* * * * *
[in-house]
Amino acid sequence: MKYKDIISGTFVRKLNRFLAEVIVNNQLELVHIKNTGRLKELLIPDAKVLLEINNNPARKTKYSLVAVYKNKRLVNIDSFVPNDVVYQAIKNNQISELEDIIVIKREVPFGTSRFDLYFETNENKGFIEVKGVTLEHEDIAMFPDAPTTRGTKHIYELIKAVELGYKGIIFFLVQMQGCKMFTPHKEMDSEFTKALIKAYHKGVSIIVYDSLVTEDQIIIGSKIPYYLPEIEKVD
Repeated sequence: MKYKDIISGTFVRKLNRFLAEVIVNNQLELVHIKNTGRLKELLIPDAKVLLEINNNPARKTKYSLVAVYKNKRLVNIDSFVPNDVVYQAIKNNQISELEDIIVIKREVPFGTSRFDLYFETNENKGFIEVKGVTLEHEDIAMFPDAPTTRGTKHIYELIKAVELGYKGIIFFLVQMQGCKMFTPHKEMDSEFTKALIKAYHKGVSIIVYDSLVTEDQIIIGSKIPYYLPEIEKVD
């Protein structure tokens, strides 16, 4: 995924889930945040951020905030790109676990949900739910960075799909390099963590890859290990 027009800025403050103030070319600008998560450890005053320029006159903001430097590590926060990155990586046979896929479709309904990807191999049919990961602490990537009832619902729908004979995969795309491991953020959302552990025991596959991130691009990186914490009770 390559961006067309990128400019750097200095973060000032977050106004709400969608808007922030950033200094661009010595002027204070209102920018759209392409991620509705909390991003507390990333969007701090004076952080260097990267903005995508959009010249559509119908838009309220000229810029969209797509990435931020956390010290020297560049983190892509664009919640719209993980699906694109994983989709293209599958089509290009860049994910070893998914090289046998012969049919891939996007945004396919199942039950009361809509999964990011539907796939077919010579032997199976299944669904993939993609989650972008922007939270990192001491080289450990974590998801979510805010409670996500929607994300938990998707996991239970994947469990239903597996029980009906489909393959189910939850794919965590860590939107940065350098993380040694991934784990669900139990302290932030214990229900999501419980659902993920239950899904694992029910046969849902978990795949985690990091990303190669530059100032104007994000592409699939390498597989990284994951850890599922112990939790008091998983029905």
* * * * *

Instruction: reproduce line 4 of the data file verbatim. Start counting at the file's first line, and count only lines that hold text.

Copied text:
């Protein structure tokens, strides 16, 4: 995924889930945040951020905030790109676990949900739910960075799909390099963590890859290990 027009800025403050103030070319600008998560450890005053320029006159903001430097590590926060990155990586046979896929479709309904990807191999049919990961602490990537009832619902729908004979995969795309491991953020959302552990025991596959991130691009990186914490009770 390559961006067309990128400019750097200095973060000032977050106004709400969608808007922030950033200094661009010595002027204070209102920018759209392409991620509705909390991003507390990333969007701090004076952080260097990267903005995508959009010249559509119908838009309220000229810029969209797509990435931020956390010290020297560049983190892509664009919640719209993980699906694109994983989709293209599958089509290009860049994910070893998914090289046998012969049919891939996007945004396919199942039950009361809509999964990011539907796939077919010579032997199976299944669904993939993609989650972008922007939270990192001491080289450990974590998801979510805010409670996500929607994300938990998707996991239970994947469990239903597996029980009906489909393959189910939850794919965590860590939107940065350098993380040694991934784990669900139990302290932030214990229900999501419980659902993920239950899904694992029910046969849902978990795949985690990091990303190669530059100032104007994000592409699939390498597989990284994951850890599922112990939790008091998983029905």